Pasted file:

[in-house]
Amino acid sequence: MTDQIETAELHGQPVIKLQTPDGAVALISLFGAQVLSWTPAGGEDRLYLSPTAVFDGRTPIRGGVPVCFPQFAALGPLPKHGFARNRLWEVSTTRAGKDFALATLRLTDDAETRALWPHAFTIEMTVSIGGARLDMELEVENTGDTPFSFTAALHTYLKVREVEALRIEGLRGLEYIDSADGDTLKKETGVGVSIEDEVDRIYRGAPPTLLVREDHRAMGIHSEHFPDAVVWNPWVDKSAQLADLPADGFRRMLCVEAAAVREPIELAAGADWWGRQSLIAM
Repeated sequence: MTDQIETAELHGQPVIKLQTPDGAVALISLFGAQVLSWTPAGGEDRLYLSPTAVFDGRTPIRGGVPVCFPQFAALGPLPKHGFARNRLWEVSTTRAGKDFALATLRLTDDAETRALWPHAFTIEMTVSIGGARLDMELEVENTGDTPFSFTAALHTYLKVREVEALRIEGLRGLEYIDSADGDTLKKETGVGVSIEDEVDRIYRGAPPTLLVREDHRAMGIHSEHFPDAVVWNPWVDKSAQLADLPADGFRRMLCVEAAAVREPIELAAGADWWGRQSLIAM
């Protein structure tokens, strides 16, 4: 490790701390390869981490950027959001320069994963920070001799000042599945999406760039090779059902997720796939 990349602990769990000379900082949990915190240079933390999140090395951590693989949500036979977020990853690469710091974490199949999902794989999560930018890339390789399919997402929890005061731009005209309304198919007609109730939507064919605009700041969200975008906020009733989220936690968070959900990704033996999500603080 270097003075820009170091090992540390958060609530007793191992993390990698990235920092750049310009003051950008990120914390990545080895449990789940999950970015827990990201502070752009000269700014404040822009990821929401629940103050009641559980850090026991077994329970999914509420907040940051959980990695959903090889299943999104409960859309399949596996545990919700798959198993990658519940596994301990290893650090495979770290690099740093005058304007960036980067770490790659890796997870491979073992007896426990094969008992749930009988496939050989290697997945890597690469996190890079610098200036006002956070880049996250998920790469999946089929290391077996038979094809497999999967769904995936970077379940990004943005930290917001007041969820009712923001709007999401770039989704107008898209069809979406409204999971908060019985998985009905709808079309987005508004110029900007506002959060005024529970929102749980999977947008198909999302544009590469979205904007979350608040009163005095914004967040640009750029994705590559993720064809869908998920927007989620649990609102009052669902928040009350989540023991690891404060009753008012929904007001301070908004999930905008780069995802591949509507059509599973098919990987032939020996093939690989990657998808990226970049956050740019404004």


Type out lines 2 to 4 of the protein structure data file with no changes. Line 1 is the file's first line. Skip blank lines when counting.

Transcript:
Amino acid sequence: MTDQIETAELHGQPVIKLQTPDGAVALISLFGAQVLSWTPAGGEDRLYLSPTAVFDGRTPIRGGVPVCFPQFAALGPLPKHGFARNRLWEVSTTRAGKDFALATLRLTDDAETRALWPHAFTIEMTVSIGGARLDMELEVENTGDTPFSFTAALHTYLKVREVEALRIEGLRGLEYIDSADGDTLKKETGVGVSIEDEVDRIYRGAPPTLLVREDHRAMGIHSEHFPDAVVWNPWVDKSAQLADLPADGFRRMLCVEAAAVREPIELAAGADWWGRQSLIAM
Repeated sequence: MTDQIETAELHGQPVIKLQTPDGAVALISLFGAQVLSWTPAGGEDRLYLSPTAVFDGRTPIRGGVPVCFPQFAALGPLPKHGFARNRLWEVSTTRAGKDFALATLRLTDDAETRALWPHAFTIEMTVSIGGARLDMELEVENTGDTPFSFTAALHTYLKVREVEALRIEGLRGLEYIDSADGDTLKKETGVGVSIEDEVDRIYRGAPPTLLVREDHRAMGIHSEHFPDAVVWNPWVDKSAQLADLPADGFRRMLCVEAAAVREPIELAAGADWWGRQSLIAM
């Protein structure tokens, strides 16, 4: 490790701390390869981490950027959001320069994963920070001799000042599945999406760039090779059902997720796939 990349602990769990000379900082949990915190240079933390999140090395951590693989949500036979977020990853690469710091974490199949999902794989999560930018890339390789399919997402929890005061731009005209309304198919007609109730939507064919605009700041969200975008906020009733989220936690968070959900990704033996999500603080 270097003075820009170091090992540390958060609530007793191992993390990698990235920092750049310009003051950008990120914390990545080895449990789940999950970015827990990201502070752009000269700014404040822009990821929401629940103050009641559980850090026991077994329970999914509420907040940051959980990695959903090889299943999104409960859309399949596996545990919700798959198993990658519940596994301990290893650090495979770290690099740093005058304007960036980067770490790659890796997870491979073992007896426990094969008992749930009988496939050989290697997945890597690469996190890079610098200036006002956070880049996250998920790469999946089929290391077996038979094809497999999967769904995936970077379940990004943005930290917001007041969820009712923001709007999401770039989704107008898209069809979406409204999971908060019985998985009905709808079309987005508004110029900007506002959060005024529970929102749980999977947008198909999302544009590469979205904007979350608040009163005095914004967040640009750029994705590559993720064809869908998920927007989620649990609102009052669902928040009350989540023991690891404060009753008012929904007001301070908004999930905008780069995802591949509507059509599973098919990987032939020996093939690989990657998808990226970049956050740019404004």